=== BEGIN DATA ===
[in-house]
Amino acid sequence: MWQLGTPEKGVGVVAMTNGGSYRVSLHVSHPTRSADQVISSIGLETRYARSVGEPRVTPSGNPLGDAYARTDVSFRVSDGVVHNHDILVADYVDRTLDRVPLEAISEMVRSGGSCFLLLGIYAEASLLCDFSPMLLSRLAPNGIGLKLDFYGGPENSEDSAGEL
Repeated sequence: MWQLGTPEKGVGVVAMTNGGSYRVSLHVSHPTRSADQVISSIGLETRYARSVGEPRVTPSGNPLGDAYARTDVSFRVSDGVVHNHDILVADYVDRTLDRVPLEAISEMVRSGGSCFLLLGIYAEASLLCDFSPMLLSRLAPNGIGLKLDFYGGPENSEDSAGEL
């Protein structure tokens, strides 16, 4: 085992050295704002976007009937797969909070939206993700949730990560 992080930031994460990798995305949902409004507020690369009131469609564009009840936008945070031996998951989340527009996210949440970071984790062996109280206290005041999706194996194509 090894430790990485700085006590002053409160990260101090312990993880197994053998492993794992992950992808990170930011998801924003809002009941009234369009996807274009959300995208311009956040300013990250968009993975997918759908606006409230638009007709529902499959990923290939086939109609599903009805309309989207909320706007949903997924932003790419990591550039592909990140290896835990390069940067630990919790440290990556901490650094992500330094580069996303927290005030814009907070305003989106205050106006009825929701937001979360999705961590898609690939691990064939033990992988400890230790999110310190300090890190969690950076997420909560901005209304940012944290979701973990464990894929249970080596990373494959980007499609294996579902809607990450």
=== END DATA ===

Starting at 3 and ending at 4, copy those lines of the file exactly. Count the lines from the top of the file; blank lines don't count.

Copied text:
Repeated sequence: MWQLGTPEKGVGVVAMTNGGSYRVSLHVSHPTRSADQVISSIGLETRYARSVGEPRVTPSGNPLGDAYARTDVSFRVSDGVVHNHDILVADYVDRTLDRVPLEAISEMVRSGGSCFLLLGIYAEASLLCDFSPMLLSRLAPNGIGLKLDFYGGPENSEDSAGEL
């Protein structure tokens, strides 16, 4: 085992050295704002976007009937797969909070939206993700949730990560 992080930031994460990798995305949902409004507020690369009131469609564009009840936008945070031996998951989340527009996210949440970071984790062996109280206290005041999706194996194509 090894430790990485700085006590002053409160990260101090312990993880197994053998492993794992992950992808990170930011998801924003809002009941009234369009996807274009959300995208311009956040300013990250968009993975997918759908606006409230638009007709529902499959990923290939086939109609599903009805309309989207909320706007949903997924932003790419990591550039592909990140290896835990390069940067630990919790440290990556901490650094992500330094580069996303927290005030814009907070305003989106205050106006009825929701937001979360999705961590898609690939691990064939033990992988400890230790999110310190300090890190969690950076997420909560901005209304940012944290979701973990464990894929249970080596990373494959980007499609294996579902809607990450």